Blackstone battles placement agent rule in California

The mega-firm has hired a lobbyist to advocate against a proposed California law that would end payments to placement agents for successful fundraisings.

The Blackstone Group has hired a lobbying firm, California Strategies, to try to prevent placement agents from being paid like lobbyists in California.

California Strategies is specifically tasked with arguing against a provision in a proposed California law that would prevent placement agents from being paid success fees in fundraising efforts.

The proposed bill would treat placement agents as lobbyists, exposing them to stricter disclosure requirements, as well as ending payments for successful fundraisings. Placement agents under the proposed bill would instead be paid flat fees up front, as are lobbyists.

CalPERS' goals of transparency and disclosure are ones we support. [But] we would argue that contingency fees make a lot of sense.

Peter Rose

The State Assembly’s Committee on Public Employees, Retirement and Social Security passed the bill on Wednesday. The bill will go before another committee next week.

Blackstone, which has a fundraising affiliate, Park Hill and Park Hill Real Estate, supports beefed up disclosure requirements for placement agents, and also supports ending political contributions made by placement agents to officials in charge of investment decisions at public pensions.

But the firm takes issue with one provision in the proposed California law that would put an end to so-called “contingency fees”, or payments made to placement agents based on the success of a fundraising.

The contingency fee is more than just compensation, according to Blackstone spokesperson Peter Rose. The payments give placement agents like Park Hill an incentive to perform extensive due diligence on funds because they will only take fundraisings they believe will be successful.

“Unless a fund is going to be successful, they’re not going to be paid,” Rose said. “We [Park Hill] only take on about 5 percent of the funds we look at.”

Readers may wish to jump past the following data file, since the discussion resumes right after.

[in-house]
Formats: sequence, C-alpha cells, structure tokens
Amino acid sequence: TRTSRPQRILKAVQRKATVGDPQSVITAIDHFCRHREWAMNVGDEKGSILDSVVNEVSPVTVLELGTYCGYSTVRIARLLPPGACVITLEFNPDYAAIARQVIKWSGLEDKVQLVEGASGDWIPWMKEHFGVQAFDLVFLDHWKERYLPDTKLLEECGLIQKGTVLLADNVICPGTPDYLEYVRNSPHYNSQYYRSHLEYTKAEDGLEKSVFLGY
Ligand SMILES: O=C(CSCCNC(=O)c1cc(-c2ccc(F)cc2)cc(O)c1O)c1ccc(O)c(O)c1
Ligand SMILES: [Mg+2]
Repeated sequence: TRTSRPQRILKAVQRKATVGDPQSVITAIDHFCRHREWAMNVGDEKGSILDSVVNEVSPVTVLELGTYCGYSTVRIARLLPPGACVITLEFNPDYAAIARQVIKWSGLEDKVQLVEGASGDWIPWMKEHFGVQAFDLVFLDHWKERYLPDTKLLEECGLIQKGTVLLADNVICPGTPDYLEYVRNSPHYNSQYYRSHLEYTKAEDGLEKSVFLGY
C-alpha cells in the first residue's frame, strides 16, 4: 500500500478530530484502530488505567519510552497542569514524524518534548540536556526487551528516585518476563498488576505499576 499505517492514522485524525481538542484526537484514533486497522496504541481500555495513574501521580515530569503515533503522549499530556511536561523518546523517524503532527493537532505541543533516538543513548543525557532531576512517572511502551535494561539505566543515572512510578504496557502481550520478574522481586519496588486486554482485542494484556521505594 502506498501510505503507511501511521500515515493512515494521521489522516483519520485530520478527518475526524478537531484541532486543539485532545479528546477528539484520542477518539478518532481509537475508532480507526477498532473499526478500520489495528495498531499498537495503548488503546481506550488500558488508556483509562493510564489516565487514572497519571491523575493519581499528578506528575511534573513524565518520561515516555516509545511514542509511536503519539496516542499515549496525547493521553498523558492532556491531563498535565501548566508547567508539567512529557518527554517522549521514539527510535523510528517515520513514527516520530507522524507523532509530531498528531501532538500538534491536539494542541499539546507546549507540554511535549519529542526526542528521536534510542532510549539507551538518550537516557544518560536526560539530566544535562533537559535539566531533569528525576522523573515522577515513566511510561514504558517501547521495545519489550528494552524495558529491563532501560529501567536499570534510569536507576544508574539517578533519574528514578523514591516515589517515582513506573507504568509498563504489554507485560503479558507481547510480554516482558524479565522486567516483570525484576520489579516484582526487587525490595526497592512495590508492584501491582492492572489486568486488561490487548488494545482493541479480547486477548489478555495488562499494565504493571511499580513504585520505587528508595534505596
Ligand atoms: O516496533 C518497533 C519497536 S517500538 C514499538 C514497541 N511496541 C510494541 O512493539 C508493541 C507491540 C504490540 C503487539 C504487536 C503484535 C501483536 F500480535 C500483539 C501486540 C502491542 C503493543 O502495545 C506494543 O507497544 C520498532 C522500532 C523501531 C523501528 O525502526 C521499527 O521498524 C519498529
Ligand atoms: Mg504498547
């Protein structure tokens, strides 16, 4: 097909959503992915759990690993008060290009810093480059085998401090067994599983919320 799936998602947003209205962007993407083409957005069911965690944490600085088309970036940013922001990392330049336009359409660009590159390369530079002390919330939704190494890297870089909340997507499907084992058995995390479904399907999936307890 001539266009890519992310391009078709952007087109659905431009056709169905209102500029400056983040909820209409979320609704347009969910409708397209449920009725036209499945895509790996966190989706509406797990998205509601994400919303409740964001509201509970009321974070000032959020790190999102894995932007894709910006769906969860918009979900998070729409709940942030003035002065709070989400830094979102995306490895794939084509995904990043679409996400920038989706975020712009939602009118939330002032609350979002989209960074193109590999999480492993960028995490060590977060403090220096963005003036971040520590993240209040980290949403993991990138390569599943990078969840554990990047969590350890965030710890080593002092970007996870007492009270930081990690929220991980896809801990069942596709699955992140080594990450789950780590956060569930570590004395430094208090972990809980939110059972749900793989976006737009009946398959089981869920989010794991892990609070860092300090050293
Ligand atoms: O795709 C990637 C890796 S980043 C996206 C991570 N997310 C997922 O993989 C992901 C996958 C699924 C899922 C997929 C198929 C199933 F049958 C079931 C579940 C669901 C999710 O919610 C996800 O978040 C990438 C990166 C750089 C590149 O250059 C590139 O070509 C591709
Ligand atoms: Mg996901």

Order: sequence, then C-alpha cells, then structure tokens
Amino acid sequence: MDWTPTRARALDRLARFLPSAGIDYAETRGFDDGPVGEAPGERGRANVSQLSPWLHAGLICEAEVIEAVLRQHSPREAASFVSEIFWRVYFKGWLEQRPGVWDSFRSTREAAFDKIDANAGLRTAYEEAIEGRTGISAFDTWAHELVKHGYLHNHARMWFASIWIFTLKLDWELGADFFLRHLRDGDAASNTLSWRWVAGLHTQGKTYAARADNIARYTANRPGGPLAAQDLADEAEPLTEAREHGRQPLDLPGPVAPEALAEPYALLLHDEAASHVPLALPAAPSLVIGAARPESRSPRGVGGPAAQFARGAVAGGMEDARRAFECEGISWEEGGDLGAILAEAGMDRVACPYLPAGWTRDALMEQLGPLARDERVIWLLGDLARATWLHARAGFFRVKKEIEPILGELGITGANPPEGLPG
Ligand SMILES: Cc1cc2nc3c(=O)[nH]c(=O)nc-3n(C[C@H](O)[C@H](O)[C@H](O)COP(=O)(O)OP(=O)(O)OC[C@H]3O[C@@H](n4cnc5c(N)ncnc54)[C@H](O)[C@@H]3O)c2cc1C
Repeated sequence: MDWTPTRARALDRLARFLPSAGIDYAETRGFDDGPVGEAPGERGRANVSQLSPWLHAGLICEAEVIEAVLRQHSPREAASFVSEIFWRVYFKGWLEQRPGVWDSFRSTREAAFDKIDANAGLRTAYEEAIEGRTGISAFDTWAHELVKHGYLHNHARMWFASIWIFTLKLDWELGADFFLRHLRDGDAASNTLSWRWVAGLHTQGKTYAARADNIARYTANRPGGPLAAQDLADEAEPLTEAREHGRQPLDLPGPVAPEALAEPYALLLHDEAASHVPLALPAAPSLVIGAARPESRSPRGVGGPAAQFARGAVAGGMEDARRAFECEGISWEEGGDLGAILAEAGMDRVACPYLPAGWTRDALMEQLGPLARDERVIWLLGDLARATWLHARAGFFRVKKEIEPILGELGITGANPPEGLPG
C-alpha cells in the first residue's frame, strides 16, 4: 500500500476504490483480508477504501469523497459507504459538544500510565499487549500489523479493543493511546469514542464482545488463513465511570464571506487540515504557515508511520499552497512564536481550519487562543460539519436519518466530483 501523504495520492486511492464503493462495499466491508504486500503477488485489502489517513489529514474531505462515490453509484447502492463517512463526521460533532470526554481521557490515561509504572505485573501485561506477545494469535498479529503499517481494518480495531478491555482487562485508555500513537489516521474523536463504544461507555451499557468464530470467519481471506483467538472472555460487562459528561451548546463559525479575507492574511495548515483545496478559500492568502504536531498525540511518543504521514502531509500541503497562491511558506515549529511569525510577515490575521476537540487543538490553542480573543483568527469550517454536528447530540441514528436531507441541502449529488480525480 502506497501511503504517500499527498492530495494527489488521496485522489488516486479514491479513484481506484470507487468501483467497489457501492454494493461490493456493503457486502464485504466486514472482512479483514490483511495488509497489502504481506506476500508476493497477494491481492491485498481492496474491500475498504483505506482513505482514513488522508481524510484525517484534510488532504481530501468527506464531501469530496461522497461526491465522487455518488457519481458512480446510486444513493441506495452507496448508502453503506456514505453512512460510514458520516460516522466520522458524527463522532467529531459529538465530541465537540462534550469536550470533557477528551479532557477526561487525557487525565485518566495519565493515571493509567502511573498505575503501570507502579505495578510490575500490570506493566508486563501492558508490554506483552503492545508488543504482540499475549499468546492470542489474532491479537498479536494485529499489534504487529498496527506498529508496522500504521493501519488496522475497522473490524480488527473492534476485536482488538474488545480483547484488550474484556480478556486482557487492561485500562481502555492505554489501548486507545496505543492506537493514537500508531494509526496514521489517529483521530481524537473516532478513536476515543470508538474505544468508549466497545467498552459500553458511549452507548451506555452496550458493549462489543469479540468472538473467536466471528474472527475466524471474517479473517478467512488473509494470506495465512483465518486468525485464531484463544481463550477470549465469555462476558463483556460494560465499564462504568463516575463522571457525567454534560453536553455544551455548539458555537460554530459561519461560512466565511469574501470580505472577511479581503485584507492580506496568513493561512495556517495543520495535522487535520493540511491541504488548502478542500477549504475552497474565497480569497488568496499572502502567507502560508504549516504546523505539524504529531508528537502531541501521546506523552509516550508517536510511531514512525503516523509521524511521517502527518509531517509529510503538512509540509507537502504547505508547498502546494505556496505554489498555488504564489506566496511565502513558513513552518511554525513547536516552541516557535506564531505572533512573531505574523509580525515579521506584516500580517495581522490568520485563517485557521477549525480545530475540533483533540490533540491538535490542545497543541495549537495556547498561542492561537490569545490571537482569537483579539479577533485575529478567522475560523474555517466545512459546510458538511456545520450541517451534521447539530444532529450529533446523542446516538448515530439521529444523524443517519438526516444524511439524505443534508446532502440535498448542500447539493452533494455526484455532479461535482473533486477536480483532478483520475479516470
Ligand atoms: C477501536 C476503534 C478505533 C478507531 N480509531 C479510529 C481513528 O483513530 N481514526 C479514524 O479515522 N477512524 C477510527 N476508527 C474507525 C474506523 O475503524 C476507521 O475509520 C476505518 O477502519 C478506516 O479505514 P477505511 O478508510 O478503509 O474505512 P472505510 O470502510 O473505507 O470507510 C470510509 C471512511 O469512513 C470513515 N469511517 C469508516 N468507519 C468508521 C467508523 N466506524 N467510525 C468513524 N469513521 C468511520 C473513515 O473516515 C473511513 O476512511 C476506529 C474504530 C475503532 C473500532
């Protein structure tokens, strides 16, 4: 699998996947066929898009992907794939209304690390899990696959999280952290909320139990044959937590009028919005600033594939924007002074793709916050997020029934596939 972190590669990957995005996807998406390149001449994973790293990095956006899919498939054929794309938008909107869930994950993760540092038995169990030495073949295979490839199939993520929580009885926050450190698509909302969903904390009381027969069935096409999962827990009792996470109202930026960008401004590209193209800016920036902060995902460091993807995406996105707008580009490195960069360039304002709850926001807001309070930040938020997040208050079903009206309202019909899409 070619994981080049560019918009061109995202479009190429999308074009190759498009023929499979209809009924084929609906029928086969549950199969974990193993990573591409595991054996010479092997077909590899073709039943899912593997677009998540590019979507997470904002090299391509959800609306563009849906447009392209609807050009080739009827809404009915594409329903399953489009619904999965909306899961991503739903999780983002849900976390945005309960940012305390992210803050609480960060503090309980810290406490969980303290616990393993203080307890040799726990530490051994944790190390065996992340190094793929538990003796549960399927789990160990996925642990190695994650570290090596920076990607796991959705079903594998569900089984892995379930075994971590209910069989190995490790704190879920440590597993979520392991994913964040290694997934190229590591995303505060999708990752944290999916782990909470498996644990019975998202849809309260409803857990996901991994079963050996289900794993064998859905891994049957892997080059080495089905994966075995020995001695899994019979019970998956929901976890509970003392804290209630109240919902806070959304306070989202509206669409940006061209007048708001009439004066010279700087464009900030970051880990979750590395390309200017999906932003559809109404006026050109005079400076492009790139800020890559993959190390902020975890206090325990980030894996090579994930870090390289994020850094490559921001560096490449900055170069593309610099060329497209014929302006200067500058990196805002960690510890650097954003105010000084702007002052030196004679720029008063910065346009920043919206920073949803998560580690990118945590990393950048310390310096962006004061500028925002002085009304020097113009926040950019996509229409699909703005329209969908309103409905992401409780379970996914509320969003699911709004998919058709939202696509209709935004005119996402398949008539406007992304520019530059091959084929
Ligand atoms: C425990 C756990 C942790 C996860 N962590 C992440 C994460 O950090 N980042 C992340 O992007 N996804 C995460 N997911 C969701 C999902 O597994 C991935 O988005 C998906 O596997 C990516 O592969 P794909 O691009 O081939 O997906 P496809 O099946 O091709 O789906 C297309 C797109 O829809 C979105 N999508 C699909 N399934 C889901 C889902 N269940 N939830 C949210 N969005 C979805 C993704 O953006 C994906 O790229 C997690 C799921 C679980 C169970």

The California Public Employees’ Retirement System co-sponsored the proposed bill. Blackstone is not fighting CalPERS, and agrees with most of what CalPERS wants to see from placement agents, including more disclosure, Rose said.

“To characterise this as a dispute between Blackstone and CalPERS is misleading,” Rose said. “CalPERS’ goals of transparency and disclosure are ones we support. [But] we would argue that contingency fees make a lot of sense.”

Placement agents have faced a slew of proposed or new regulations on their business since the public revelation of a massive pension pay-to-play investigation in New York last March. Investigators found that political fixers were charging private investment firms illegal fees to arrange commitments from New York’s massive state pension.

The investigation spread across the country to New Mexico and California, where similar practices were allegedly taking place. The US Securities and Exchange Commission has proposed a national ban on placement agents interacting with public pensions on behalf of their private investment clients.

The SEC ban has been roundly opposed by the private equity industry, including by Blackstone and even by the firm’s head, Stephen Schwarzman. Schwarzman argued in a letter to the SEC in September that the creation and growth of his firm was due in large part to the assistance of placement agents.

“Without the assistance of CS First Boston and Bankers Trust, I can assure you that our fundraising efforts for our first private equity fund would have utterly failed,” Schwarzman wrote. “Blackstone would have been a very different firm today and may not even have survived at all.”